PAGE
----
- On several occasions, I distinctly remember the game simultaneously deciding both the mission was already over and that it was still going on at the same time. Here’s how that’s possible: during a mission, a targeted enemy will be highlighted in yellow while you use your “eagle vision.” The target continued to be in yellow after the mission was over, even though the target should be irrelevant (and no longer marked yellow) because the mission is over. If that makes any sense.
Ubisoft said much earlier this year that they would not release any new Assassin’s Creed games for 2016, and indeed possibly even 2017. I think this is an excellent idea. Do not torture us more until you get your act together. And if this is the best they can do from here on out, they might want to hang it up entirely, rather than continue to pee the bed indefinitely.
Games should not be realistic (nor any other form of art/entertainment media)
There is a particular trend among some gamers, particularly in “history” games (such as games replicating World War II, the Middle Ages, or whatever) to make them realistic. Countless World War II vets have been interviewed for this purpose. The Middle Ages vets have died, but that doesn’t stop some from trying to learn from them.
Some gamers ask for games to be more “realistic.” I am (sadly) not talking out of my ass here, but I have seen the opinion expressed on many gaming sites and forums. There are countless examples as to why this would be terrible at best.
In Call of Duty, you fully recover from near death due to fatal shot wounds, just by not getting shot at for the next 10 seconds. It’s ridiculous, but it has to be. Do I have to explain why, and how the “realistic” alternative would make for a terrible game?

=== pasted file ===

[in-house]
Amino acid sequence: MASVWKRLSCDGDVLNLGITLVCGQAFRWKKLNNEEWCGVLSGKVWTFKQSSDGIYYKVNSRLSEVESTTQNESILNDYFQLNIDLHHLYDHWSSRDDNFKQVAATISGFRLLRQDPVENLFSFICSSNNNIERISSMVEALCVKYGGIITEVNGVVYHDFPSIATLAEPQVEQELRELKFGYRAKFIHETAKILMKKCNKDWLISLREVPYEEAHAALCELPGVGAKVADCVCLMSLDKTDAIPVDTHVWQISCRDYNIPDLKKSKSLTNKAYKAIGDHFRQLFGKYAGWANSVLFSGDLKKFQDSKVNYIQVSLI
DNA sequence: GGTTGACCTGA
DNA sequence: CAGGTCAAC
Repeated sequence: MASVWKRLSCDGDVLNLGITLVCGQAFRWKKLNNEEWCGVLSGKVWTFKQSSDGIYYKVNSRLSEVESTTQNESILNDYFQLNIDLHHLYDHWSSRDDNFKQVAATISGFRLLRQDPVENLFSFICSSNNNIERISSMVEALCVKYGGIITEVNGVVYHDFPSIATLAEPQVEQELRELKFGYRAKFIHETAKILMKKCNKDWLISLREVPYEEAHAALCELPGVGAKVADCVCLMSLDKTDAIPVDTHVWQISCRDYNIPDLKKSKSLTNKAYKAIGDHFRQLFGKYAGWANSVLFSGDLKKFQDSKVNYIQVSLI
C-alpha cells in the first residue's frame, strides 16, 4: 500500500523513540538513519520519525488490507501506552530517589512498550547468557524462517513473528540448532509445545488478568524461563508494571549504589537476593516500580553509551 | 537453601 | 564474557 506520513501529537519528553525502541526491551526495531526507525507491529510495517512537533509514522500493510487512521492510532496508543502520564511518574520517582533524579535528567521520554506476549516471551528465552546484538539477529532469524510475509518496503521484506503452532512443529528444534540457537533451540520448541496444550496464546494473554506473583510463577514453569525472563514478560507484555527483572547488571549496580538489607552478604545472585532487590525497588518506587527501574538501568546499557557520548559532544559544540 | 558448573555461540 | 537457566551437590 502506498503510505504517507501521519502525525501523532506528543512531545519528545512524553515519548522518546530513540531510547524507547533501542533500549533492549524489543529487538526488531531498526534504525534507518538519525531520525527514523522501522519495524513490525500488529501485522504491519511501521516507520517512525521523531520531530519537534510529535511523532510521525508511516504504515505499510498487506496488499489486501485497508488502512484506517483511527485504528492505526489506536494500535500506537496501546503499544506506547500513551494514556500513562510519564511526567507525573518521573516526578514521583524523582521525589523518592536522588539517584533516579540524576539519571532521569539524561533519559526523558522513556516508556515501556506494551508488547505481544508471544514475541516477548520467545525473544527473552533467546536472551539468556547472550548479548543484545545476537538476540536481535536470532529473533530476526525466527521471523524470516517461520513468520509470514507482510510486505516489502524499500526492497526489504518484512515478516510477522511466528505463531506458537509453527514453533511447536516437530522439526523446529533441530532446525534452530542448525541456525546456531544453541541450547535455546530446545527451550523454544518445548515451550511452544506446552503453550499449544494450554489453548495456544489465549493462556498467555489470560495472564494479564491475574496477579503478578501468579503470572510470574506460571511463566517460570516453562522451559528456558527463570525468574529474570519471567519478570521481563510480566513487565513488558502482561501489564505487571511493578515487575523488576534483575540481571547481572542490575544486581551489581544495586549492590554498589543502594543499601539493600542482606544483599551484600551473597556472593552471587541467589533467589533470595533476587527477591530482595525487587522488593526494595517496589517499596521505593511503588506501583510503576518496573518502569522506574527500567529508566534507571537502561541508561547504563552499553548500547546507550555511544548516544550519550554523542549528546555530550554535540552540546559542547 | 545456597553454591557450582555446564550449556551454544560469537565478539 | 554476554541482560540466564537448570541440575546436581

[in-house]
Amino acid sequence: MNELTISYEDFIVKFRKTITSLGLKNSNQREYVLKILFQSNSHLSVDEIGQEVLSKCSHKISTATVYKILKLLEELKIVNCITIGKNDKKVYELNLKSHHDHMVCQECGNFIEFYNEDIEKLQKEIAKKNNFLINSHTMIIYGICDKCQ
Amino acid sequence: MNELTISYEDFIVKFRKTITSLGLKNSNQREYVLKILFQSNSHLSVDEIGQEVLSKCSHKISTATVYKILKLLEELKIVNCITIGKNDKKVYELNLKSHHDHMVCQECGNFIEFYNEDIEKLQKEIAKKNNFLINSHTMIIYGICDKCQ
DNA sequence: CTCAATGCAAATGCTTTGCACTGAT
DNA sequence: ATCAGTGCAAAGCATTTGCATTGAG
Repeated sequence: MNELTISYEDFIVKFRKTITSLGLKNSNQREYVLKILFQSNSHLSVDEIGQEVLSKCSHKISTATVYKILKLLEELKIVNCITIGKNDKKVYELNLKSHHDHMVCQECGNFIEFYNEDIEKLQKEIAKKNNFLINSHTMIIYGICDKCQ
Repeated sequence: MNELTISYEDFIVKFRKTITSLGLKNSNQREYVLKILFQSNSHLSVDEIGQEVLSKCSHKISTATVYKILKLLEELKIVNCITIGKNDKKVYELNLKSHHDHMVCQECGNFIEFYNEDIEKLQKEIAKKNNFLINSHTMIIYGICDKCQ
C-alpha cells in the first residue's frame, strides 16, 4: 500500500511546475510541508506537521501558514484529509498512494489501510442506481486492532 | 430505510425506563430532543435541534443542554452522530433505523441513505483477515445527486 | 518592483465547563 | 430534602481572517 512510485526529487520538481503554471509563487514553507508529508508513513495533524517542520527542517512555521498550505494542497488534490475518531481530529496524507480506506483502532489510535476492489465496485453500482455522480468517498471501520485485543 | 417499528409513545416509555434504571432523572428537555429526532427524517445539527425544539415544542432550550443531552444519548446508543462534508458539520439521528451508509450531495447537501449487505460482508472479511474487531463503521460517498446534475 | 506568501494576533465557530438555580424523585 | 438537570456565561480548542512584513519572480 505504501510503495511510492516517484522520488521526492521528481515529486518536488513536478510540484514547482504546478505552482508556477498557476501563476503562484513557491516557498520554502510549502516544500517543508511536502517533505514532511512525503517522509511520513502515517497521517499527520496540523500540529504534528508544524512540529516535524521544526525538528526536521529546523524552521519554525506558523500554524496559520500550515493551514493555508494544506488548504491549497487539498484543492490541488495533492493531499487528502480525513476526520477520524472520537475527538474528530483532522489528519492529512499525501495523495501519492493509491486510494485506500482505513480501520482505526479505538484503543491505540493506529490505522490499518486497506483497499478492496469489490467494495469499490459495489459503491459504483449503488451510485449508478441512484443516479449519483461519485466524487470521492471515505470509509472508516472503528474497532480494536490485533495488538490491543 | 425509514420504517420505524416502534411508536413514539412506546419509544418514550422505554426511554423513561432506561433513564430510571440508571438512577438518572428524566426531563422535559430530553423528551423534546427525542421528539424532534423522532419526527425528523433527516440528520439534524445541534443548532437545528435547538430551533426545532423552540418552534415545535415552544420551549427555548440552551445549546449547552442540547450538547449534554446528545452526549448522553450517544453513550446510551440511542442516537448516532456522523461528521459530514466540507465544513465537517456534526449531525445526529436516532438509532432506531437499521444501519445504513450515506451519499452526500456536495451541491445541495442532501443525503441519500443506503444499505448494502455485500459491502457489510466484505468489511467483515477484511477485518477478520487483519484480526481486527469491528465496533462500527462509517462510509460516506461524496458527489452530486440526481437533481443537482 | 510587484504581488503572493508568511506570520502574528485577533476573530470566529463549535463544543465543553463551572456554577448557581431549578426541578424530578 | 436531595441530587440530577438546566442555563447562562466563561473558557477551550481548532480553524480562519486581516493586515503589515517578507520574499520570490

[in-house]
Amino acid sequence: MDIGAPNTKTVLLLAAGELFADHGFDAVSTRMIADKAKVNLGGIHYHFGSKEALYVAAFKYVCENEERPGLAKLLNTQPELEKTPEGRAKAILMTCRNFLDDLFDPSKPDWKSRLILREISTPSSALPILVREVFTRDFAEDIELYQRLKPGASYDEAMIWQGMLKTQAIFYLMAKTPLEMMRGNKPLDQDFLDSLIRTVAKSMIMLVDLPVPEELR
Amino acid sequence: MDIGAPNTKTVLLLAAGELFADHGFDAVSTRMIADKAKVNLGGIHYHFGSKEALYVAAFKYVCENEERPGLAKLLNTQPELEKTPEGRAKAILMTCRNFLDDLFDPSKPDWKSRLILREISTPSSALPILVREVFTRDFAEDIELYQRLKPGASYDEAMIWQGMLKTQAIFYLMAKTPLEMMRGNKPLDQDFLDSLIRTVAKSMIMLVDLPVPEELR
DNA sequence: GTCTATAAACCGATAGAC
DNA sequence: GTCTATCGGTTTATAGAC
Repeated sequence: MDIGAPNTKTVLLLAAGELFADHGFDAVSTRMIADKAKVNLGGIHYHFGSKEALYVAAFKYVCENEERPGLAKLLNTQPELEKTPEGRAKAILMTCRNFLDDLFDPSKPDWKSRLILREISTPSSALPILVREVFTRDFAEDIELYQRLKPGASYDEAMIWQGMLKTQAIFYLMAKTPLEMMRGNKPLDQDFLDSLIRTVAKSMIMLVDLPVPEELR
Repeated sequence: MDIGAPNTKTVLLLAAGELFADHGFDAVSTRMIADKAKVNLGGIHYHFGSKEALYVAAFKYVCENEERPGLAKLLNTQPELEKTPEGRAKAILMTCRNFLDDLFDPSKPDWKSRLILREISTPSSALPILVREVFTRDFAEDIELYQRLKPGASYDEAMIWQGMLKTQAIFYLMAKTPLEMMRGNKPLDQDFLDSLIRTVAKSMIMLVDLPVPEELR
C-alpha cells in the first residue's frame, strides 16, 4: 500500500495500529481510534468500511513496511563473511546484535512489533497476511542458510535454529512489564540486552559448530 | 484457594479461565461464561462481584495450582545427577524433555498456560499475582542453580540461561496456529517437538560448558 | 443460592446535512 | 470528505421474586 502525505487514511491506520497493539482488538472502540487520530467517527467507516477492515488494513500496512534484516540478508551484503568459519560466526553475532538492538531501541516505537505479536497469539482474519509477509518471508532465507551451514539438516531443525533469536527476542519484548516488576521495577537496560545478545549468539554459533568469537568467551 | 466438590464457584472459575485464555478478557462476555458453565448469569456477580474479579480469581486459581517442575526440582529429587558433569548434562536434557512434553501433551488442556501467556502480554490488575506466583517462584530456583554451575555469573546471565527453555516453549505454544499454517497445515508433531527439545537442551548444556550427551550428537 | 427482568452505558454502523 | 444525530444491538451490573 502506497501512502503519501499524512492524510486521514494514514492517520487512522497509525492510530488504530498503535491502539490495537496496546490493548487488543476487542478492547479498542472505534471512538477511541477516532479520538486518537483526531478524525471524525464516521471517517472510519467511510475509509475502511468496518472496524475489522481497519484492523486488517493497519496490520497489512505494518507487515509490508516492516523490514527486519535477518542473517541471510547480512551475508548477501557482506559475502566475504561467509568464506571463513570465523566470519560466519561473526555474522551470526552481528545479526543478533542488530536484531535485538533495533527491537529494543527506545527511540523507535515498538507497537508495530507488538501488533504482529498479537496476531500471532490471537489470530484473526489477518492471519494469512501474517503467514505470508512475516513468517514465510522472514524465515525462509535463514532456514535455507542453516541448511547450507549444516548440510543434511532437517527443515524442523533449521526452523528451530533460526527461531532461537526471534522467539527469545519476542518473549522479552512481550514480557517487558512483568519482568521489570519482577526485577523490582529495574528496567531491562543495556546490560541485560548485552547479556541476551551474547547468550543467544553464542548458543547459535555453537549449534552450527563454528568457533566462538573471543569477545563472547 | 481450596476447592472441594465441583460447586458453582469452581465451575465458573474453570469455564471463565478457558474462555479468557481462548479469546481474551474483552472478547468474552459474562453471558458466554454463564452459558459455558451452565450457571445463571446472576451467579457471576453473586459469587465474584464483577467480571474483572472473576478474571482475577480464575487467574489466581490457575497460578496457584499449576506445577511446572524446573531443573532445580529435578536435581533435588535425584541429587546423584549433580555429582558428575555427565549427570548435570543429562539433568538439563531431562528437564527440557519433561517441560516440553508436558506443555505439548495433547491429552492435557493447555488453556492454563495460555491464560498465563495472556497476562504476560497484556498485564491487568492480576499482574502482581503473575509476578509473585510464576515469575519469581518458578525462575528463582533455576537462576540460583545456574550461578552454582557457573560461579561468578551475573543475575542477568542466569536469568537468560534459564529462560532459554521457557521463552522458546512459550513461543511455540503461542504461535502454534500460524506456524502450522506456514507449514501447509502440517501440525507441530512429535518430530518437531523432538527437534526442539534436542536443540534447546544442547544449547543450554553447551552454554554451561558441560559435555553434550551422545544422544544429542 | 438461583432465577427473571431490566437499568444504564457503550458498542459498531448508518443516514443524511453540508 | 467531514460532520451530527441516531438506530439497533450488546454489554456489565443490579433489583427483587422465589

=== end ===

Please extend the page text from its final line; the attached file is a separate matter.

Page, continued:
Oh and the way D-Day actually happened is nothing at all like how games (or movies) depict it.
I read a history book written by an expert. While I’m too lazy to dig up the exact quote (you could if you looked hard enough), it said something to the tune of this. (note, this quote is from a man who served in the D-Day battle himself, not a liberal arts major from an ivory tower 70 years later)
“The real D-Day was nothing like the movies. In the movies we are depicted as swift ass-kickers, storming the beach like banshees and crushing the opposition before they knew what hit them. D-Day was actually nothing like that. It was piles of blood and dead bodies all over the beach. It had taken a long time before the Germans were forced to retreat from the beachhead, and most of us spent the vast majority of that time taking cover because we were scared out of our minds.”
That was how D-Day actually went down. Nobody would watch that movie or play that game, or read the book, or whatever. Because that’s so depressing and anti-climatic, it makes The Downward Spiral by Nine Inch Nails seem like a feel-good Disney fairy tale.
A relative (from my white side of the family) stormed Normandy. He would never talk to anybody about it unless he were drunk. This is what he said: “We were completely scared out of our mind, and we had every right to be. Many of us literally pissed or shit our pants. There was broken limbs and blood everywhere. There were men literally coughing out their intestines.” I’m not going to these graphic lengths because I want gross you out. I’m doing it because there are way too many people making movies, video games, or books who make war seem romantic, sexy, or glorious. It isn’t. It is the most disgusting thing you can possibly imagine.
I took one upper-level history class before deciding it was not for me, so I dropped that as my minor. It was in Europe in the Middle Ages. This is what I can tell you about warfare in that time.